Wednesday, May 27, 2015

14 Years

Hubster and I celebrated 14 years of marriage yesterday, sitting on our family room couch, wearing sweat pants, watching Redbox rentals and eating take out that we hid from the kids until after their bedtime.

After 14 years, our idea of romance has changed a little.

We actually celebrated over the weekend, several days earlier, because it was easier with our work and school schedules. We had a fancy dinner downtown. I wore a little black dress. Hubster bought me roses.

We had reservations at 6:30 and were home by 8 pm.

After 14 years, our idea of a night out has also changed a little.

I'm completely happy with the changes. We've changed as a couple and as individuals. We don't have the same needs and interests that we did early on in our relationship.

At the beginning, I wanted a huge fancy wedding and for him to bring me flowers all the time. I didn't get that, but I'm much happier with great marriage and him watching the kids so I can go for a run.

I feel more loved when he does dishes and puts away laundry that any fancy gift could ever make me feel. Watching him play with our children makes my heart happier than night out could.

We've gotten so used to each other and the way things are, there are times it's easy to feel complacent about things. I've grown so accustomed to my marriage that I catch myself taking it for granted, forgetting how good it really it. 

I hear and read stories about other people's relationships and I thank my lucky stars that I have Hubster by my side.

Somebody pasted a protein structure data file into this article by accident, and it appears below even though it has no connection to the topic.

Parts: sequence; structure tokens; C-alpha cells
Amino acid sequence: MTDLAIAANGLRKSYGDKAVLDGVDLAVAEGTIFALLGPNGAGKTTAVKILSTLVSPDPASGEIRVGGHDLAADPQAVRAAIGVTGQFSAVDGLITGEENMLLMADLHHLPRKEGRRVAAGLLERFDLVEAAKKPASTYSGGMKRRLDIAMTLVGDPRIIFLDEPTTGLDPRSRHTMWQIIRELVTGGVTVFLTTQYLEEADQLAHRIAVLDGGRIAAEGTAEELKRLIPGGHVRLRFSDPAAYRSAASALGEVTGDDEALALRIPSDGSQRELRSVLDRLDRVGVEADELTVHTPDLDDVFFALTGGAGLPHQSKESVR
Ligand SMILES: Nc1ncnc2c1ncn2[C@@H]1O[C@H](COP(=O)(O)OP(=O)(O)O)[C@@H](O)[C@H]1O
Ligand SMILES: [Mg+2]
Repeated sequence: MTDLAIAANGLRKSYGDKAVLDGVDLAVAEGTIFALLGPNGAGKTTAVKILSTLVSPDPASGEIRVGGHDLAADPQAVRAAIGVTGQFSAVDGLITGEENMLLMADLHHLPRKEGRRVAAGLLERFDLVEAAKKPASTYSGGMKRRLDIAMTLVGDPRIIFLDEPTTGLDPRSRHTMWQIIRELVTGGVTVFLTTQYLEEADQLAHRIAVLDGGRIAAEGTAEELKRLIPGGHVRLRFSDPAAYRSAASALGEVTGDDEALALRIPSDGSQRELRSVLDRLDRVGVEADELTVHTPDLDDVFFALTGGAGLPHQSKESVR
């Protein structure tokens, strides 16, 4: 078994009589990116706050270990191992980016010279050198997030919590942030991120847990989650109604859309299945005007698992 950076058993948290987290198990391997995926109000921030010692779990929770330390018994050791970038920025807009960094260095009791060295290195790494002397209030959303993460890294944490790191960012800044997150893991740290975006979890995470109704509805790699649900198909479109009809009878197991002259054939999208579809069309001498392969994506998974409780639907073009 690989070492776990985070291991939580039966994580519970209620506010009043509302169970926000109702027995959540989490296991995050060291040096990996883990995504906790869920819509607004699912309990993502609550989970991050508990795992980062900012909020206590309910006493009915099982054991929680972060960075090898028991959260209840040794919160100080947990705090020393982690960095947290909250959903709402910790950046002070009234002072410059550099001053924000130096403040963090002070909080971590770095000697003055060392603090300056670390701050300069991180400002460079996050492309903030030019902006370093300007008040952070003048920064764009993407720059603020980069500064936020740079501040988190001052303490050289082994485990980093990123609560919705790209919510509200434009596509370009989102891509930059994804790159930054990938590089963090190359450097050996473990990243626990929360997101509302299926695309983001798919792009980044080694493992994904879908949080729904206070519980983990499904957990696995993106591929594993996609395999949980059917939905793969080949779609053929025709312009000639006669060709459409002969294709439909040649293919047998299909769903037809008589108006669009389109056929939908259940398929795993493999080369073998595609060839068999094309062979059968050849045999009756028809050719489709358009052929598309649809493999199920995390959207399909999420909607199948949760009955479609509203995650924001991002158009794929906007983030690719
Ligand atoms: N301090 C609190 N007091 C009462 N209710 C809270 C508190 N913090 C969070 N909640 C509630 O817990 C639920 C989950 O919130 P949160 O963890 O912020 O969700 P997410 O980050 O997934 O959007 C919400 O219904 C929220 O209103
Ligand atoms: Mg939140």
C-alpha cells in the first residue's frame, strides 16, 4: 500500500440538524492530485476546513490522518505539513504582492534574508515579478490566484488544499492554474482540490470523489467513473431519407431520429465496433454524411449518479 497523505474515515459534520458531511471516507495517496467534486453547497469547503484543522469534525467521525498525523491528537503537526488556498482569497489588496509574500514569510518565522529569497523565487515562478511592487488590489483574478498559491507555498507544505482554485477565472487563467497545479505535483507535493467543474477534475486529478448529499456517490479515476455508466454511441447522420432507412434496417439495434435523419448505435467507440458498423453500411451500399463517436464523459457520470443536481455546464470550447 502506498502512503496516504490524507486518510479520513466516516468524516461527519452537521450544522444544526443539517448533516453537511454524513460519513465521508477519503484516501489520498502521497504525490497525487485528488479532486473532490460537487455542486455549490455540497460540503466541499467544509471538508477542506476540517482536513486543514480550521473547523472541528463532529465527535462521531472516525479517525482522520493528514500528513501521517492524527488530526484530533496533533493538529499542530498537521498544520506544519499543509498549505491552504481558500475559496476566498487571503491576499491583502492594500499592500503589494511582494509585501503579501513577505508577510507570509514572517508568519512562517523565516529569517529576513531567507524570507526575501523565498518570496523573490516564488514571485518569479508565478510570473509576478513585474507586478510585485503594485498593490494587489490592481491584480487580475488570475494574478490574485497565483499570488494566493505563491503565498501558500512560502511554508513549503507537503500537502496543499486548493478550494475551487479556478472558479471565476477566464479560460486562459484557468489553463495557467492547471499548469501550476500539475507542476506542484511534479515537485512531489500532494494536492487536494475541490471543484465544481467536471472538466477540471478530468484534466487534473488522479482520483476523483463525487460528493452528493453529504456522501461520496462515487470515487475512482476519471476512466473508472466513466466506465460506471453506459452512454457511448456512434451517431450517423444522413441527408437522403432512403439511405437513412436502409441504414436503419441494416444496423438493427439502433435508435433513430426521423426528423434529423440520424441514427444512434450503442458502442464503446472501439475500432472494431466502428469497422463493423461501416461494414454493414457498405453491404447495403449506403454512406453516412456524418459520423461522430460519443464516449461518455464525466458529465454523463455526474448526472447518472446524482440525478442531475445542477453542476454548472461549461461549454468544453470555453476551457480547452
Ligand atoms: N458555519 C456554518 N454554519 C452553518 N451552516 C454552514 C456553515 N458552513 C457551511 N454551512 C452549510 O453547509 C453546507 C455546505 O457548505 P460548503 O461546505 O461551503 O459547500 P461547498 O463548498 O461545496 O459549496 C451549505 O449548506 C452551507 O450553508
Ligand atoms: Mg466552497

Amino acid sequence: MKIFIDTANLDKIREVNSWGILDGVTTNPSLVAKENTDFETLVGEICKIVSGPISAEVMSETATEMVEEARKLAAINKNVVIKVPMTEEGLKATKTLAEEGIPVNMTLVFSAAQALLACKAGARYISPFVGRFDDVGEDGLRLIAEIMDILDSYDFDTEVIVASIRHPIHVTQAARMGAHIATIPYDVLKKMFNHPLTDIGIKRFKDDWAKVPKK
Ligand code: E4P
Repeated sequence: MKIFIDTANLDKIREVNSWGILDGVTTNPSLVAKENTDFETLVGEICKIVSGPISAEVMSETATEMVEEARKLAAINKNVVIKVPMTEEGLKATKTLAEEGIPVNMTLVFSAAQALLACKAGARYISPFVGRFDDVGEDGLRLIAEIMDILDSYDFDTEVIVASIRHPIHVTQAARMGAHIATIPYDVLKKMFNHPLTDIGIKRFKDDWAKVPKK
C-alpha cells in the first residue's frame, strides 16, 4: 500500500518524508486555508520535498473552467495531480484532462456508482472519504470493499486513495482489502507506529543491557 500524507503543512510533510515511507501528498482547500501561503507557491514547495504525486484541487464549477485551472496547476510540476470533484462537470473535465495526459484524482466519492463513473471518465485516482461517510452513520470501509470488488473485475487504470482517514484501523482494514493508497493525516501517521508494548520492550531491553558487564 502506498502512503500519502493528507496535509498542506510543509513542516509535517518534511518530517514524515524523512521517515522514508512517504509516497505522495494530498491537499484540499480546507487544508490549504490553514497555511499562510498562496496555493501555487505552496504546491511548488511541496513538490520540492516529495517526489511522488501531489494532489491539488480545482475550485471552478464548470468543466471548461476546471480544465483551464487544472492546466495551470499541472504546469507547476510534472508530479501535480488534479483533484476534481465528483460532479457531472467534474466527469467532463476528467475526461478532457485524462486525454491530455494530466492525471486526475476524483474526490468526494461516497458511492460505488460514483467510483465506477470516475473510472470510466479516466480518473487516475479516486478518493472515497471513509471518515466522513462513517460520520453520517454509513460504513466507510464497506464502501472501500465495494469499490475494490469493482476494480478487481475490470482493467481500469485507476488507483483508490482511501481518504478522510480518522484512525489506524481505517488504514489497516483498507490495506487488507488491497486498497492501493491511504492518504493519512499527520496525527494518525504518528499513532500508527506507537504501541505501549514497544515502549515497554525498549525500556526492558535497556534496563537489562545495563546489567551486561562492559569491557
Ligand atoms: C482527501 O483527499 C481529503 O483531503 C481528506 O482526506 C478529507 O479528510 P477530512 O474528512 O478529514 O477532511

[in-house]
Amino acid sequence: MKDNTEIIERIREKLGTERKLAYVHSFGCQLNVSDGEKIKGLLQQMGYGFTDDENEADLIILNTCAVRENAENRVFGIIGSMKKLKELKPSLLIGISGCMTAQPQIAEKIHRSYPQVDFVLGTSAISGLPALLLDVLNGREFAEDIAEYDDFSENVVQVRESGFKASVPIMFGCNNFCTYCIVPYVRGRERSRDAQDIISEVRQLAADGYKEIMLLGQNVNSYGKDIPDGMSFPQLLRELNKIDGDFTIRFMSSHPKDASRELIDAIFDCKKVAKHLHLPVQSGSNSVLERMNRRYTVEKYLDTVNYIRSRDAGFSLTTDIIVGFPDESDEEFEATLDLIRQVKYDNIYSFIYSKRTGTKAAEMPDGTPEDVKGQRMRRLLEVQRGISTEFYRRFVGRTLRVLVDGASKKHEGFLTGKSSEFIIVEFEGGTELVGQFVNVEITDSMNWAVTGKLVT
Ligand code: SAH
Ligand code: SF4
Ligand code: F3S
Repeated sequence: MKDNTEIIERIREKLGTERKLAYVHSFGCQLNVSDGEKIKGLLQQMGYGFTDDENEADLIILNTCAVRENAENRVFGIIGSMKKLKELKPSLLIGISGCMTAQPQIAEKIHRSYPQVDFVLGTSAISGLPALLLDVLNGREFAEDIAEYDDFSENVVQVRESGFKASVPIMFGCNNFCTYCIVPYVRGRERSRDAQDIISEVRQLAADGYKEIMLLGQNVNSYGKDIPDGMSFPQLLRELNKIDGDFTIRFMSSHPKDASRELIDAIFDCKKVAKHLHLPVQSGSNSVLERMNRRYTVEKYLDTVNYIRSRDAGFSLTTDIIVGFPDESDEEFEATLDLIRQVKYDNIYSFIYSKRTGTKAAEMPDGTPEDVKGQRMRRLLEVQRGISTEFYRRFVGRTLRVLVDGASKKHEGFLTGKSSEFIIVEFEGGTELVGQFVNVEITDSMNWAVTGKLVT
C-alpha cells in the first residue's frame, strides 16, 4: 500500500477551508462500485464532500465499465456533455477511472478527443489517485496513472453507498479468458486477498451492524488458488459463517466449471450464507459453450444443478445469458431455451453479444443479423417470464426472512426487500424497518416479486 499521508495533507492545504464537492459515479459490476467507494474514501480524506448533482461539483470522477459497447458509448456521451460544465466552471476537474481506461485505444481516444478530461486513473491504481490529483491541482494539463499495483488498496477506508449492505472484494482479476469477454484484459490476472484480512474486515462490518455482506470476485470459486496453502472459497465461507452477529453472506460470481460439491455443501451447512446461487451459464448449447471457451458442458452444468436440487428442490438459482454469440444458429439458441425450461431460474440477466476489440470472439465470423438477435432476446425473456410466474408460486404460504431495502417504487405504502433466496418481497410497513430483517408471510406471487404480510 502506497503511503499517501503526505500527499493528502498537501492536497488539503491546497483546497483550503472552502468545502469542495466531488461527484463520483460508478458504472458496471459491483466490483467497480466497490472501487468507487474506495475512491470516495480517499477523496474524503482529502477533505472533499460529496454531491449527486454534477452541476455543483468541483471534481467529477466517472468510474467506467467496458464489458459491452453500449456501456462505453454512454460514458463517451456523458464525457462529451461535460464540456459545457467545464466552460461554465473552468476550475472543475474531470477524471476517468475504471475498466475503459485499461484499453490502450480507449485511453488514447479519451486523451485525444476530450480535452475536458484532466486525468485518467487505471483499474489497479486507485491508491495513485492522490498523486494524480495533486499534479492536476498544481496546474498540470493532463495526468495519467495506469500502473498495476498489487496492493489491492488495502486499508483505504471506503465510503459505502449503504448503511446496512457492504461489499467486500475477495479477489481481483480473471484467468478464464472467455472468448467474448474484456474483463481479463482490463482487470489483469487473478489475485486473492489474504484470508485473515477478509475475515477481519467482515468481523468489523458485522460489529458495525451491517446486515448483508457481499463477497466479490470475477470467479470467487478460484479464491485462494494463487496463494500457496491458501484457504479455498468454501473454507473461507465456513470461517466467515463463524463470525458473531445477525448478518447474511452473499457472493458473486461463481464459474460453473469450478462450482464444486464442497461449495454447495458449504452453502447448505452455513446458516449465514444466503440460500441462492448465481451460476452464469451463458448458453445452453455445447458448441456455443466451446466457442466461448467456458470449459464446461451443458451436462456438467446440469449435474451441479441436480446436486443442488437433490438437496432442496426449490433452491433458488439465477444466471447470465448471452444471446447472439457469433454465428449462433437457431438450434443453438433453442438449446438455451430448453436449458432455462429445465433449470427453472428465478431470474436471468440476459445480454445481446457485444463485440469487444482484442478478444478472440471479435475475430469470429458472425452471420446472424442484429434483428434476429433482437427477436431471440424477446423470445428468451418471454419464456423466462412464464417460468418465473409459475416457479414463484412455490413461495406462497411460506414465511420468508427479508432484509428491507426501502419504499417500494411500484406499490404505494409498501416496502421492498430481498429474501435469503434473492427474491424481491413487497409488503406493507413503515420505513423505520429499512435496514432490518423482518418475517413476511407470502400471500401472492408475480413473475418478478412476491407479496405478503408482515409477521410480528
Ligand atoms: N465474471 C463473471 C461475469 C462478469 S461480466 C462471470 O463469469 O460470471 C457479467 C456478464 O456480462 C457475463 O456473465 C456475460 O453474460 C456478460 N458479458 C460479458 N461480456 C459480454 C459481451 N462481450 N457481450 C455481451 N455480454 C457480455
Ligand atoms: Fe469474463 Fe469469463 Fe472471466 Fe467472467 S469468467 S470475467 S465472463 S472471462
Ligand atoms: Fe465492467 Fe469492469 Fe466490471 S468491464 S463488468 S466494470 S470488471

After 14 years, there are still big changes on the horizon. And with Hubster next to me, I welcome them all.

Tuesday, May 26, 2015

Iconic Chicago

As we approach the end of our time in the Midwest, we are doing our best to enjoy all our favorite things about living here.

One of those things is occasional weekends in Chicago.  Until we took our children to Florida last summer, Chicago was their favorite place in the world. Even after experiencing Disney World, the Windy City still ranks quite high on their list.

There were still things we had not done during all our previous trips, things that felt so iconically Chicago that we could not forgive ourselves if we didn't experience them while we lived just hours away.

So last weekend, we loaded the boys up and made the drive one last time.

First stop was Giordano's for some deep-dish Chicago style pizza. We were so hungry by the time we got there, we devoured the entire thing before it even occurred to me to get a picture of the amazing, cheesy, 10,000 calorie goodness.

Early the next morning, breakfast consisted of doughnuts. Not just any doughnuts, but the amazing doughnuts at Firecakes.  


While the boys ate giant vanilla glazed doughnuts (Duck happily eating his cinnamon gluten free doughnut from Do-Rite Bakery), Hubster and I enjoyed more gourmet flavors. Pineapple-bacon-maple, Meyer lemon, peanut butter mousse. 



We munched happily on fluffy sugary deliciousness, enjoying early morning next to the Bean in Millennium Park.



After two meals of that proportion, it was time to walk all those carbs off.

So we headed over to The Art Institute of Chicago.

We had been debating about spending the morning here versus Navy Pier. However, our children may be the exception to most children and they are not huge fans of most rides and both Monkey and Bug were feeling a little too old for a children's museum. So when all the votes were in, the decision was made to spend the morning among Monet, Van Gogh, and Picasso. 



Watching Bug in an art museum reminds me of what an old soul he is. He carefully examined the art, often wandering off by himself to look at paintings. He became excited when he found ones he recognized.

Monkey, on the other hand, was difficult to impress. He claimed to have already seen the art and could not be convinced that there was any real difference between seeing it during class at school and now standing in front of the original.